As is typical for Bart, he lost almost ten minutes to the leaders in the swim, starting the bike about five minutes behind the strong bike riders. Last year he was closer and found some company while working his way forward. This year he had to work on his own and wasn’t able to make up ground to the front. In the last section of the bike he was able to ride with Chris Leiferman and a few others, and he started the run in 18th place, about 13 minutes behind the front. Bart has the experience and patience to run well in Kona, slowly working his way towards the Top 10. Once on the Queen K, he was starting to overtake athletes struggling to run well, and at the start of the Energy Lab, shortly after the half-marathon mark, he was already in 13th place. On the way back into town he was able to overtake a few more and ended the race in ninth place. Usually at least one athlete from last year’s podium is able to finish on the podium the year after, but this year Bart was the only athlete from the 2018 male podium even finishing.

Tenth Place: Chris Leiferman

Chris Leiferman was the best-placed male rookie in Kona 2019:

10 Chris

In his first race in Kona, Chris had a decent swim and exited the water with the strong bikers. When they picked up the pace to chase the lead group, he let them go after about 20 miles. He continued to lose time to the front but was probably able to ride his own pace and save his energy for the final part of the race. He started the run with Bart Aernouts in 18th place and slowly worked his way forward. By the Energy Lab he had climbed into 9th place. He struggled a bit on the way home, but only lost one spot (to Bart) and finished in the last money spot.

Going Well for Some Time: Josh Amberger, Maurice Clavel, Alistair Brownlee, Lionel Sanders

Here’s a look at a few more notable athletes who were in a good position for at least part of the race:


As in 2017 and 2018, Josh Amberger had the fastest swim of the day, even if this year’s conditions didn’t favor an attack on the swim course record. He seemed to get the pace “just right” in order not to be isolated on the bike but also creating decent separation from the front group to the chasers. He was riding with the front group but then fell back in the climb to Hawi, at the turn he was 45 seconds behind. He continued to lose time, but it took the chase group until mile 80 before catching him. Josh was not able to stay with them and then lost a lot more time in the last section of the bike. He reached T2 with a gap of 11 minutes to the front and 7 minutes to the chase group. He then finished the race with a 3:25 marathon in 33rd place.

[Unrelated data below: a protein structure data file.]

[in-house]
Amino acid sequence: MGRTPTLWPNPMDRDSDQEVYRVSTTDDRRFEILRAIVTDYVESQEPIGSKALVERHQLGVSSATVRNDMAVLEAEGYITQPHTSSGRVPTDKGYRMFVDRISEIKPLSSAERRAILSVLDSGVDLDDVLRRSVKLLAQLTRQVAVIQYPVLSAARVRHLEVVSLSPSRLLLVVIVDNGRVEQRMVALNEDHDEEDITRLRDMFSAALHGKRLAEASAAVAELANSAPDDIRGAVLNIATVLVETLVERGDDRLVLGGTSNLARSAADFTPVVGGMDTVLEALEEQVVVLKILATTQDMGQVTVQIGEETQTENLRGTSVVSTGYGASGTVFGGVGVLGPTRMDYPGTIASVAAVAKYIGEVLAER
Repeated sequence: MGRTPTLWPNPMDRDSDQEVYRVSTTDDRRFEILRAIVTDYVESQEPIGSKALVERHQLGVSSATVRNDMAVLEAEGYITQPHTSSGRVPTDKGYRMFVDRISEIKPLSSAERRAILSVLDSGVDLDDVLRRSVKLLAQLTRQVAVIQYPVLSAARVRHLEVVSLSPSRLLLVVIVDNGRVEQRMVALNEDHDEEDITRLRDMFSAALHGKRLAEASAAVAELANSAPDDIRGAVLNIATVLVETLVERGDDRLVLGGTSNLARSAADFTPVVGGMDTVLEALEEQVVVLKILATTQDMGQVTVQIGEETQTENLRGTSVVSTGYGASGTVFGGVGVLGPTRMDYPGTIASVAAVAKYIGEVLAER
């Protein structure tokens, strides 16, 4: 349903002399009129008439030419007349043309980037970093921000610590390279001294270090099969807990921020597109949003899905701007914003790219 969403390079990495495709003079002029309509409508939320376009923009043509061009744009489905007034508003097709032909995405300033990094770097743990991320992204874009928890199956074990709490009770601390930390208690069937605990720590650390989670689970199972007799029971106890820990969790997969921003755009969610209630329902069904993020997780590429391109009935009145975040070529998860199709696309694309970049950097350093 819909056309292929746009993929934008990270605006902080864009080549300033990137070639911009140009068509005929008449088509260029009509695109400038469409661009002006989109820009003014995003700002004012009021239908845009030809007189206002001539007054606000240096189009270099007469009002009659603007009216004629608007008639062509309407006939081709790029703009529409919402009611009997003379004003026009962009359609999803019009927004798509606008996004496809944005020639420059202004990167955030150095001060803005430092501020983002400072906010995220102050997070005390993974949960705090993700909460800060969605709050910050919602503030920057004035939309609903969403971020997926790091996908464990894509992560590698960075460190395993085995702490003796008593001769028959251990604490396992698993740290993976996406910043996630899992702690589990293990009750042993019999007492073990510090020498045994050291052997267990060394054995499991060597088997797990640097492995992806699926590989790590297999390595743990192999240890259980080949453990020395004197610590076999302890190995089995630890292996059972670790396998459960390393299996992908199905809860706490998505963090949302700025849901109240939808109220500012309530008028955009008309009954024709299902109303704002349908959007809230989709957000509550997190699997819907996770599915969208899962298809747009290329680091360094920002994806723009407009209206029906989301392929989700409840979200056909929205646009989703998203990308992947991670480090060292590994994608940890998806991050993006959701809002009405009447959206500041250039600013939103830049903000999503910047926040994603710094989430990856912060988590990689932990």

Maurice Clavel was also able to swim with the front and even doing some work in the climb up to Hawi. But then he “popped” after 65 miles and lost almost 23 minutes in the last 100 minutes of the bike. He did not recover on the run, finishing in 38th place.

Alistair Brownlee was in the mix for a good while longer. After swimming with Josh, he was pushing the pace in the early part of the bike and seemed a bit surprised that he had a 20 second lead after the out-and-back through Kona. After that he settled into the front group and let Maurice Clavel do the work in the climb to Hawi. He fell back after the turnaround at Hawi: German television reported a drafting penalty, but it turned out to be a fast wheel change after a slow leak. He quickly worked his way back to the front group, at the first timing mat nine and a half miles after Hawi he was already back in the group, just two seconds behind Frodo. Apparently he let Frodo and TO know that he wasn’t too happy that they hadn’t waited for him (but how would they know what was going on with him?) and Frodo said after the race that it was a sign to him that Ali was working at his limit. When Frodo pushed the pace in the final 15 miles of the bike, Ali was the last one to fall back but then lost four minutes to Frodo and entered T2 with the chase group.

After his injury worries for most of the season, Lionel Sanders had a decent swim in the chase group with the other strong bikers Cam Wurf and Sebastian Kienle. He was able to ride the whole bike leg with that group, starting the run just four minutes behind the lead. Both Ali and Lionel surged at the start of the run, moving into third and fourth place on Ali’i Drive. But then they started to struggle after the turnaround, 3.7 miles into the marathon and as soon as they were on the Queen K they lost more and more time to the front. Misery loves company, and the two of them run-walked the rest of the marathon together, finishing 21st and 22nd with 3:13 marathons.